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Micro movies facilitate free grass-roots expression

Updated: 2012-11-08 16:02

Tang Jie tossed and turned in bed, racking his brains to think about a storyline for a "micro movie" his team was about to shoot. The script, dialogues and scenes are always midnight topics of Tang and his roommates.

The 22-year-old student of Chongqing Technology and Business University has finished five "micro films" along with nine schoolmates over the past two years, simply relying on a digital camera and a voice recorder.

Among them, the 10-minute "Born in 1990s" , which highlights stories of love, friendship, and career frustration that young people are likely to face upon graduation, has received thousands of views after it went online in April.

"We are not sophisticated and the movie is imperfect," said Tang, the director. "We hope to show that we are the generation that share social responsibilities."

"Micro movies exhibit the power and creativity of grass-roots filmmakers. Everyone has the say in the sector," said Joanne Cheng, a Chinese-American director and professor.

"The era when the filmmaking was monopolized by a small group of people is over," said Chen Shan, professor with Beijing Film Academy. Technological evolution and elimination of film producing threshold allows the public to speak out more freely and they are no longer the passive receivers, he stressed.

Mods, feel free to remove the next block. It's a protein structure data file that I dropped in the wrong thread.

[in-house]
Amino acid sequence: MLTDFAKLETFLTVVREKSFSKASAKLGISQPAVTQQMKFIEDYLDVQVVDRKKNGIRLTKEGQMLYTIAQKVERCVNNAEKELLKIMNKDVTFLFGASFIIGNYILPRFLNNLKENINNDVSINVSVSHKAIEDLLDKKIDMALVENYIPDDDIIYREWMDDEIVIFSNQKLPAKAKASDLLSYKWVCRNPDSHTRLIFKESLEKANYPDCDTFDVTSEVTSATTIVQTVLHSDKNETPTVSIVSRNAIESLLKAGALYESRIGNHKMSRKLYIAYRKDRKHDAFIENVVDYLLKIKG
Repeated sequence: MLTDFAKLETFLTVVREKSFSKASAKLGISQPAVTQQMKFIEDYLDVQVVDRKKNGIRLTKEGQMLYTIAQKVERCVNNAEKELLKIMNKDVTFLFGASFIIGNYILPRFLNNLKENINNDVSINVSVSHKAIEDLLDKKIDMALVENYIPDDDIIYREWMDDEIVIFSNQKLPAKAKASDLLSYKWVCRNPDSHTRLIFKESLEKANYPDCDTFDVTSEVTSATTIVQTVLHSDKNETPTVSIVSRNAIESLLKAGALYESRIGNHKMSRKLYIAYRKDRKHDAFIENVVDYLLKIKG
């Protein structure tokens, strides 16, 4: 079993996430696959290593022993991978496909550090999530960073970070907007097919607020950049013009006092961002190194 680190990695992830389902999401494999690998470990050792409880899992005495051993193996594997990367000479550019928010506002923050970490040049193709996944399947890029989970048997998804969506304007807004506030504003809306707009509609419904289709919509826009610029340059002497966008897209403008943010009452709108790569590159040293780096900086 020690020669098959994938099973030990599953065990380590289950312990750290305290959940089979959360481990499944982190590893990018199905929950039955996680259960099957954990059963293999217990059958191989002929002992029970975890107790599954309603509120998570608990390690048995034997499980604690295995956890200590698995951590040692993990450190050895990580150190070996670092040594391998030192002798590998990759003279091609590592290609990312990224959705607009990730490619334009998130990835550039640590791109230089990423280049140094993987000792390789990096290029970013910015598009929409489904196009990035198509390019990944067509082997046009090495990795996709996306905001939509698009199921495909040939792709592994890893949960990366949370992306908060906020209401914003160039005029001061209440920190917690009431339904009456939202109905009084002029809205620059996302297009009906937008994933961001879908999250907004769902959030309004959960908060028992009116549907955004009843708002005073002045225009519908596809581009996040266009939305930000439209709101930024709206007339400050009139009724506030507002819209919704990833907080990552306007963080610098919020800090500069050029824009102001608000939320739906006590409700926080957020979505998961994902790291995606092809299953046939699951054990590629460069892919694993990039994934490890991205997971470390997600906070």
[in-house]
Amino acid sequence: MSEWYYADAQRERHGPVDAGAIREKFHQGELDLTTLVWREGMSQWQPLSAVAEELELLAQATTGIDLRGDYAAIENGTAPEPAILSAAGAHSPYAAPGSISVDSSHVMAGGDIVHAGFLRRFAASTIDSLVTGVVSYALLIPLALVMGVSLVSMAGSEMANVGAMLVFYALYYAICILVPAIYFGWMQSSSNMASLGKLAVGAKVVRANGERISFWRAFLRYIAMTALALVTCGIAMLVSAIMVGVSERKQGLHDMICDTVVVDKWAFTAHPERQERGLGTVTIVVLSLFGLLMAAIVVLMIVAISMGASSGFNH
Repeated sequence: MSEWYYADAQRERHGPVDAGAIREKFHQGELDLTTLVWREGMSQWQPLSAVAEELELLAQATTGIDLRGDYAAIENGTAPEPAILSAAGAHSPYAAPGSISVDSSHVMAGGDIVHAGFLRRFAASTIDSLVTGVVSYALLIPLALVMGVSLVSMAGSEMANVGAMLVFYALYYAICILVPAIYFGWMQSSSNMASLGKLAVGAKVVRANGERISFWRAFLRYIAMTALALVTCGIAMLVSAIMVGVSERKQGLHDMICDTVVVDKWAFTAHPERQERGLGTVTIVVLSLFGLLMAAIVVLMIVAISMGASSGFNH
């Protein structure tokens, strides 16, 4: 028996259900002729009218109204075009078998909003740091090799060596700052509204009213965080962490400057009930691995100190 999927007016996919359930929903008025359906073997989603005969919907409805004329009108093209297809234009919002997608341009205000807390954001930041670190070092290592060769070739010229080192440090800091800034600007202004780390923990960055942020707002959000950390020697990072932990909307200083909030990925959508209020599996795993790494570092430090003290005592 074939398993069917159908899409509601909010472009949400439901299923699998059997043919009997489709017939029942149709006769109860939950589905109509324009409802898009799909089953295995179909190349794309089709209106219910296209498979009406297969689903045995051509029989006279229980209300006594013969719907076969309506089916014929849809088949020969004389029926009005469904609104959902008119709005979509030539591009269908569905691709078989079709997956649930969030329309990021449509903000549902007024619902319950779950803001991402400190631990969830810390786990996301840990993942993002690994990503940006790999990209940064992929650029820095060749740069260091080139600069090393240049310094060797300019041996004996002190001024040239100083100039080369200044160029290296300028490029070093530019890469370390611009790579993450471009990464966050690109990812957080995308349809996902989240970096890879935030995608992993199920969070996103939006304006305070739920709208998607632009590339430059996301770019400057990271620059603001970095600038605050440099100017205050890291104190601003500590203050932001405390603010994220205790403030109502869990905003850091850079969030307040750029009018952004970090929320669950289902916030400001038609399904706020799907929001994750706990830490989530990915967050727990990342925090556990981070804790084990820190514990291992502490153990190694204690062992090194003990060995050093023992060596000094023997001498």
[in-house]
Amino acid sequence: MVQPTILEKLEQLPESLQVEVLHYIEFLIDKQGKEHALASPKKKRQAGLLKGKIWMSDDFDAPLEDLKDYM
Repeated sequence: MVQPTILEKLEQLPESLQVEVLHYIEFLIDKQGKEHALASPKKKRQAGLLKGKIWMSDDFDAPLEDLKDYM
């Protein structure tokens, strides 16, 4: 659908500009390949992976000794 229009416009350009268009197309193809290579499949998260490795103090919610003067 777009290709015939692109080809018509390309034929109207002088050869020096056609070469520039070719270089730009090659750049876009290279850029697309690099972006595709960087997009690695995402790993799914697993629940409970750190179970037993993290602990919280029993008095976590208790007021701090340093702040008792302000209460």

Tang's team spent less than a month on producing a micro movie, including script writing, shooting and post-producing.

"We enjoy the process despite setbacks. It is great that our efforts are noticed by viewers," said Tang.

The Internet-based films, shot within a short period of time and last no longer than 30 minutes, are completed on a small budget. They are distributed to video-sharing websites and spread among users of smart phones and tablet computers, which can generate real-time feedback online.

Micro film evolved from home-made humor shorts on video-sharing websites like Youku. It caught the public's attention with the release of Old Boys, among others, in early 2010.

The genre has gained ground over the past two years due to being perfectly suited to new media platforms and smart devices. They are also easily shared across social networks and booming microblogs, which are considered the symbol of a prosperous "micro era" in China.

Statistics from China Internet Network Information Center showed that the number of Internet users has hit 550 million nationwide as of September this year, meaning about 41.1 percent of the population access the Internet. In addition, 363 million people view films online and nearly 50 million Chinese watch videos via cell phones. About 280 million Chinese have microblog accounts.

Industry estimates have put the number of micro films produced in China last year at more than 2,000, compared to around 500 mainstream movies.

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